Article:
Populous brings a diverse team of highly specialized professionals to the table. Parts of the team specialize in programming, conducting the user group interviews, and assessing what works well and what does not. Along with this group are “folks who will provide conceptual designs” that will take all information and create square footage assessments. Landscape architects and urban planners will also be brought in for the project. Radecic says that Populous plans to follow the campus design principles that extend across all of the university, stating that, “Penn State has an absolutely beautiful campus, they’ve done an amazing job.” He also believes that it is a matter of trying to understand the dynamic that occurs on this campus, and that, “We’re just stewards of the resources that they have here.” While the master plan has been carefully developed, it will be no easy task to carry out.
“[This plan is the] largest athletic master plan that I’m aware of,” Radecic said. “[Populous] got hired at the end of September, for the last two months we’ve been conducting our goal-setting meetings.”
While the task is ambitious, Radecic has no concerns about whether Penn State will approve of it, saying that Populous’ master plans are always accepted by universities. “It’s a matter of us listening to them… It will be a successful plan.”
Radecic speaks from experience, seeing as Populous has previously worked with schools like Arkansas, Northwestern, Arizona State, and Rutgers, and stadiums like Yankee Stadium, Wembley Stadium, and EverBank Field (home of the TaxSlayer Bowl). When asked about the budget the company will work with, Radecic said that most of these projects are funded through donations, and that they are “normally not given a budget,” but that it “does vary by the scope of work.”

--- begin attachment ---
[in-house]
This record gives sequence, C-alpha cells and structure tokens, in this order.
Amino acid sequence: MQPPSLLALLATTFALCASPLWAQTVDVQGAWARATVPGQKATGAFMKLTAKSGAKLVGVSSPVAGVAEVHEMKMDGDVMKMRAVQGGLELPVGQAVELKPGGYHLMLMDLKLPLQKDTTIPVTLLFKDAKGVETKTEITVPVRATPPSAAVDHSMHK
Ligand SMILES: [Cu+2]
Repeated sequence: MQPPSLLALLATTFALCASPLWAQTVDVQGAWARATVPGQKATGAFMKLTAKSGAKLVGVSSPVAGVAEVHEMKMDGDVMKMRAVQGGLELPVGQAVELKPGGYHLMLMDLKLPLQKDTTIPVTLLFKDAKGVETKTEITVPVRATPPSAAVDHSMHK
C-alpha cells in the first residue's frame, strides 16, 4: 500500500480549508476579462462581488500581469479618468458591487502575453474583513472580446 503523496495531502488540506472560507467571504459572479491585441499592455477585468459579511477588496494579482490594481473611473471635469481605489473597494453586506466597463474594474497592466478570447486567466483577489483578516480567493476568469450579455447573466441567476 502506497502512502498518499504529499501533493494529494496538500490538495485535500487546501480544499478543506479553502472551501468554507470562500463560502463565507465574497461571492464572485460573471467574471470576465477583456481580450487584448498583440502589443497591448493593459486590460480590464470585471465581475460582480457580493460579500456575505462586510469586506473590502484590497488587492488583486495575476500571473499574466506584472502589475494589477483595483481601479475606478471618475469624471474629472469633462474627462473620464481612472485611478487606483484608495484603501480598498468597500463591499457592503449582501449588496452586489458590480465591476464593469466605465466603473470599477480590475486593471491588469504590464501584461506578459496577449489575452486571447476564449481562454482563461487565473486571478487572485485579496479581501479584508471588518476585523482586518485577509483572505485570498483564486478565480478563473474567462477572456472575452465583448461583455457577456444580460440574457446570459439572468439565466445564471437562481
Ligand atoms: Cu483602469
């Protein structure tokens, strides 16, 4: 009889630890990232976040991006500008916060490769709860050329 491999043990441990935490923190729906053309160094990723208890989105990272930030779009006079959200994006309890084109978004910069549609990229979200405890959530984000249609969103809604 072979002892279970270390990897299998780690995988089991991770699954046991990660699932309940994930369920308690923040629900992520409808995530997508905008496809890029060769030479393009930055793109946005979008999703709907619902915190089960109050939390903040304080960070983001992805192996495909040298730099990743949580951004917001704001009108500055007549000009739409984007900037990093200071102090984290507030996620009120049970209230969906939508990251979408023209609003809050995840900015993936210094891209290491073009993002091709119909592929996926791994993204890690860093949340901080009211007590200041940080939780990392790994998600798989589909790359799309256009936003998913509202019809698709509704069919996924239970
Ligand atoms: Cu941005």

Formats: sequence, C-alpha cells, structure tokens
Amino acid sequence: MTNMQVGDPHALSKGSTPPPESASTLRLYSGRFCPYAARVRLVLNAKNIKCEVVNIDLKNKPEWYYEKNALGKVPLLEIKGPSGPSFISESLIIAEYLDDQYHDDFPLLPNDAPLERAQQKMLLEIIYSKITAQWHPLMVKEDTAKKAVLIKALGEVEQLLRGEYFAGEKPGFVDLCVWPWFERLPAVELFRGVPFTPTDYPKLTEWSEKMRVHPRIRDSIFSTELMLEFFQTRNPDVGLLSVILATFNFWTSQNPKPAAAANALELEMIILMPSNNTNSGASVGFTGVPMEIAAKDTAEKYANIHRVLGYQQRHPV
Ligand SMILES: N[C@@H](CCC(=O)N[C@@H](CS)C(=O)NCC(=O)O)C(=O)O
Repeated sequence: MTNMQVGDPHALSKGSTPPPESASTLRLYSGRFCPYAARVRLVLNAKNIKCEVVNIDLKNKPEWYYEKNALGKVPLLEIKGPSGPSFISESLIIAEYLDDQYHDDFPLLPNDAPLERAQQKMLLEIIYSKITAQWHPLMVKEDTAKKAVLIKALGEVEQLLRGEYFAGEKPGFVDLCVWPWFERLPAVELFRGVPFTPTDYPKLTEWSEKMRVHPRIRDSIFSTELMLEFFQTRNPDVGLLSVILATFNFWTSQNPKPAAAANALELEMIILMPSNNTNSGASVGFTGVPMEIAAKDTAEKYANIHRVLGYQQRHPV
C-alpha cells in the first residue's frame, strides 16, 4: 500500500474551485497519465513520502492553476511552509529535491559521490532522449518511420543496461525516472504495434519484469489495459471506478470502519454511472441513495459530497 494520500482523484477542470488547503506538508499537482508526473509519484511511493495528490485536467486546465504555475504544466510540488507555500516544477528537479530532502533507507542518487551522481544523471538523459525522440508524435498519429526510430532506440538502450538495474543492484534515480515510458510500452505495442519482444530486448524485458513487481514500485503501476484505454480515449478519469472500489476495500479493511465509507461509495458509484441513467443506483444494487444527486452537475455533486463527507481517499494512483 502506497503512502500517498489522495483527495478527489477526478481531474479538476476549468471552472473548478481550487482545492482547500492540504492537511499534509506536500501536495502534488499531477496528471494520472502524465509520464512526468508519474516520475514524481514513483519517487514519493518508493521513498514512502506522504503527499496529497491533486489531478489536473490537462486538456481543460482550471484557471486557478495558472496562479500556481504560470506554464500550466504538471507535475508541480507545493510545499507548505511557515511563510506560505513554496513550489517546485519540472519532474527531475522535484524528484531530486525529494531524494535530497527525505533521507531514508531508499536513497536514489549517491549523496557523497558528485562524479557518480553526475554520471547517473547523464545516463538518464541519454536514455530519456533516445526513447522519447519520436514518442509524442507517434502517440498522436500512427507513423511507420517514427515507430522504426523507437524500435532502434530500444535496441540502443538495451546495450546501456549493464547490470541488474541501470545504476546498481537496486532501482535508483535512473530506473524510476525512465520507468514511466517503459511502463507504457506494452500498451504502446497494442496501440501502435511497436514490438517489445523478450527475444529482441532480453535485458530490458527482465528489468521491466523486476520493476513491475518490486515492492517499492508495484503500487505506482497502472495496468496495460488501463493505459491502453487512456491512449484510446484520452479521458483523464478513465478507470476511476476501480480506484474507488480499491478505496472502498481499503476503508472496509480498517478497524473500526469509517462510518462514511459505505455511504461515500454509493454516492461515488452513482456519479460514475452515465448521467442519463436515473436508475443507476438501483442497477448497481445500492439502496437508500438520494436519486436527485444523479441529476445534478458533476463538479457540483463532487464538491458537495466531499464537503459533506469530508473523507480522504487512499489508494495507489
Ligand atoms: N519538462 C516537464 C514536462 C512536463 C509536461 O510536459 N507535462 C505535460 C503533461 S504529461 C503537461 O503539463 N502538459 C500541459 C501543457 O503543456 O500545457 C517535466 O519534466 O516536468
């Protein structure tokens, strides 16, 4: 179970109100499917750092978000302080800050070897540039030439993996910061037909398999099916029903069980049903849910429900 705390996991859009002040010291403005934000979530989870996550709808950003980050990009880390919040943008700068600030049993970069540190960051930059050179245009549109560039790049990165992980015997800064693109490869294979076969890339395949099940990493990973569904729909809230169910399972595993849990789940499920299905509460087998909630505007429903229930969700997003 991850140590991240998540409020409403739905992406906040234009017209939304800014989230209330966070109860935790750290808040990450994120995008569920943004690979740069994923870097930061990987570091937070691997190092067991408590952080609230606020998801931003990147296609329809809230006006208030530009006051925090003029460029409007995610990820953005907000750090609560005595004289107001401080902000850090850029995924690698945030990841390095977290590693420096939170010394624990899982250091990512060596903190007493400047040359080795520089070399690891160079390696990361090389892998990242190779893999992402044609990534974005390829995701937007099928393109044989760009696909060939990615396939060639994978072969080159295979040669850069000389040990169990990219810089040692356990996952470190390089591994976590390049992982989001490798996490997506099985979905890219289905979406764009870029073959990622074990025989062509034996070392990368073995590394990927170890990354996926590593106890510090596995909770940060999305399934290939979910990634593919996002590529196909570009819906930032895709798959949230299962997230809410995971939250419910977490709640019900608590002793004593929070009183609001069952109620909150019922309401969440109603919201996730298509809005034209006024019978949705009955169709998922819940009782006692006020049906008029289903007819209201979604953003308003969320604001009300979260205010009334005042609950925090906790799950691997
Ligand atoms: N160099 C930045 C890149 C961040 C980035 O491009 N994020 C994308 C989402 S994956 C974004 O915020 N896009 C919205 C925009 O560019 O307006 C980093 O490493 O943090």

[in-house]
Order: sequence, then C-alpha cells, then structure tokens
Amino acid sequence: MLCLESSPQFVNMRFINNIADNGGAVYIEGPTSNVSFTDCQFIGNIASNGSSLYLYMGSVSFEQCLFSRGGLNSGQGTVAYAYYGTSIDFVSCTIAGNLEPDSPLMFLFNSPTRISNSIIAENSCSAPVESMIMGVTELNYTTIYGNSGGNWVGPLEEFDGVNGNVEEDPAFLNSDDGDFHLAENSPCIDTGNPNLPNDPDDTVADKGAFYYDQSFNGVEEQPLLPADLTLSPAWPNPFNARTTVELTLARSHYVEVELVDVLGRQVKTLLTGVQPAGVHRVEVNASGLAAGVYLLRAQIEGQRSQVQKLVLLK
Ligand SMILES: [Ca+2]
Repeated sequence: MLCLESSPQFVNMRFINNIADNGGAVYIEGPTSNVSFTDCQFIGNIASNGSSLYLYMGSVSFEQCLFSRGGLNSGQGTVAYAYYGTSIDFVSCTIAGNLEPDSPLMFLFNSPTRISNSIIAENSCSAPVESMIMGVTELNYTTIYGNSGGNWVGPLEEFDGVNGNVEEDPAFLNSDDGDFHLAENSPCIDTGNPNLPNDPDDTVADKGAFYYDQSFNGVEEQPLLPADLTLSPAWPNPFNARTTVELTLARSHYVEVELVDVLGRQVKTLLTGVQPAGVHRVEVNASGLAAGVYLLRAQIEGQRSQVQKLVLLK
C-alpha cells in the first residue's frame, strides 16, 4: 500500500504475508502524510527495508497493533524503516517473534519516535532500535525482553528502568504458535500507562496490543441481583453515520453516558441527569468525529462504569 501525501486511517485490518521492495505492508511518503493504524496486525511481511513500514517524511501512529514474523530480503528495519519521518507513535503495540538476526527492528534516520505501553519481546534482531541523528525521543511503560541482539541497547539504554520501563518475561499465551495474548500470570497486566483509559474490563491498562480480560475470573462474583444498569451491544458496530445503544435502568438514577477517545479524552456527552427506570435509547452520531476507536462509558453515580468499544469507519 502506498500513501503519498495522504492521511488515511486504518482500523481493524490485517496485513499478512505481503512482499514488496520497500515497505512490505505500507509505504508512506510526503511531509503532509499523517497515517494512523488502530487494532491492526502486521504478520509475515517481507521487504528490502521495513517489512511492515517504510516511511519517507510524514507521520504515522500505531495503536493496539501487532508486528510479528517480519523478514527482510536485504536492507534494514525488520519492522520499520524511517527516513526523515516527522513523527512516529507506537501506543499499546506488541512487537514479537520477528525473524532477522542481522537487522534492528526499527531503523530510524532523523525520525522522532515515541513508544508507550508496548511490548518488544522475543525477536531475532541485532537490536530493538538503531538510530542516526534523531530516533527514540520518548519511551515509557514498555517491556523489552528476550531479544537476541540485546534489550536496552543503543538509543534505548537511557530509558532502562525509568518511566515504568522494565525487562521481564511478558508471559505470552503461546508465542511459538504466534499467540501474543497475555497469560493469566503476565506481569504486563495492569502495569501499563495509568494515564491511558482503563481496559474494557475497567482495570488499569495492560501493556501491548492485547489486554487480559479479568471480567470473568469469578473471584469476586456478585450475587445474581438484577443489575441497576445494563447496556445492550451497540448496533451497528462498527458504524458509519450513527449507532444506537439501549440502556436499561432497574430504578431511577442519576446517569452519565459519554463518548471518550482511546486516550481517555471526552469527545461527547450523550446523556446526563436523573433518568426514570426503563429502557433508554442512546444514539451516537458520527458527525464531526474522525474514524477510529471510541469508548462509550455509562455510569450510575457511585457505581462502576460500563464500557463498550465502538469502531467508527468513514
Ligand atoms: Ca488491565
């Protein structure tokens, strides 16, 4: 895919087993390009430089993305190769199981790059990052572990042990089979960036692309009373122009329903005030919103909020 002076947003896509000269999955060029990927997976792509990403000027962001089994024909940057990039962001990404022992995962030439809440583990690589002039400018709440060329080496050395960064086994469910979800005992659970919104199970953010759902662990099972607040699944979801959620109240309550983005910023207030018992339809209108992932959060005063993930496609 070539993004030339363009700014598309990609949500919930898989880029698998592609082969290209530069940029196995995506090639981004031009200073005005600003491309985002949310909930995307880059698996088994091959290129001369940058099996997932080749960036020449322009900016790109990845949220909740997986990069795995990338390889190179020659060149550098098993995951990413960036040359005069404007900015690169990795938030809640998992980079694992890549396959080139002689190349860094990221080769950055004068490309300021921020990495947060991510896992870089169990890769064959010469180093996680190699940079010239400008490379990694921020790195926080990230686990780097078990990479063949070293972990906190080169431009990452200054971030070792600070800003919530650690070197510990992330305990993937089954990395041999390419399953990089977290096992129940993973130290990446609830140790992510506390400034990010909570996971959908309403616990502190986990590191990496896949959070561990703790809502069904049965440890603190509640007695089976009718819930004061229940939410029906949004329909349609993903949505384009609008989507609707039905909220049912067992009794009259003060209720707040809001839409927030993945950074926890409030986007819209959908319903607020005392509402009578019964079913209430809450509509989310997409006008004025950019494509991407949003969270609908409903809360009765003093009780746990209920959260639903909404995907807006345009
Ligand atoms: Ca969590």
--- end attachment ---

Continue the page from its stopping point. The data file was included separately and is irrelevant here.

He was then asked about one of the hottest topics regarding the master plan: what will happen with Beaver Stadium? Arguably the most popular building on campus brings in the most revenue, but is only used six or seven times a year.
“It’s a very important piece of the puzzle,” Radecic said. “[It’s] just one of all of [the venues] that needs to be looked at.” While Radecic made it clear that the stadium would not be prioritized over other venues he did admit that, “The stadium needs a little love right now. There’s a lot of opportunity in it.”
Some of the concerns about Beaver Stadium were brought to light in Barbour’s community town hall, where the public was able to come and voice its concerns about railings, elevators, bathrooms, and more. Barbour hinted that she’d be interested in using the enormous stadium more than seven times a year, but provided no insight as to how.
If Populous opts to build new facilities, Radecic acknowledged that Penn State allows more options than some urban campuses he’s worked on.
“There are areas of campus that are quite dense,” he said, but added there is space to work with on East campus. The difficulty there is that much of it is used for football parking, but Radecic is confident that there is still land that can be used.
Radecic believes it is important that Populous keeps up with the university’s own plans for personal growth, and that the company makes sure that “anything we do is consistent with those plans as well.”
The goal is to have a finalized plan by next summer. If Populous and the athletic department stay on track, big changes to campus should be here very soon.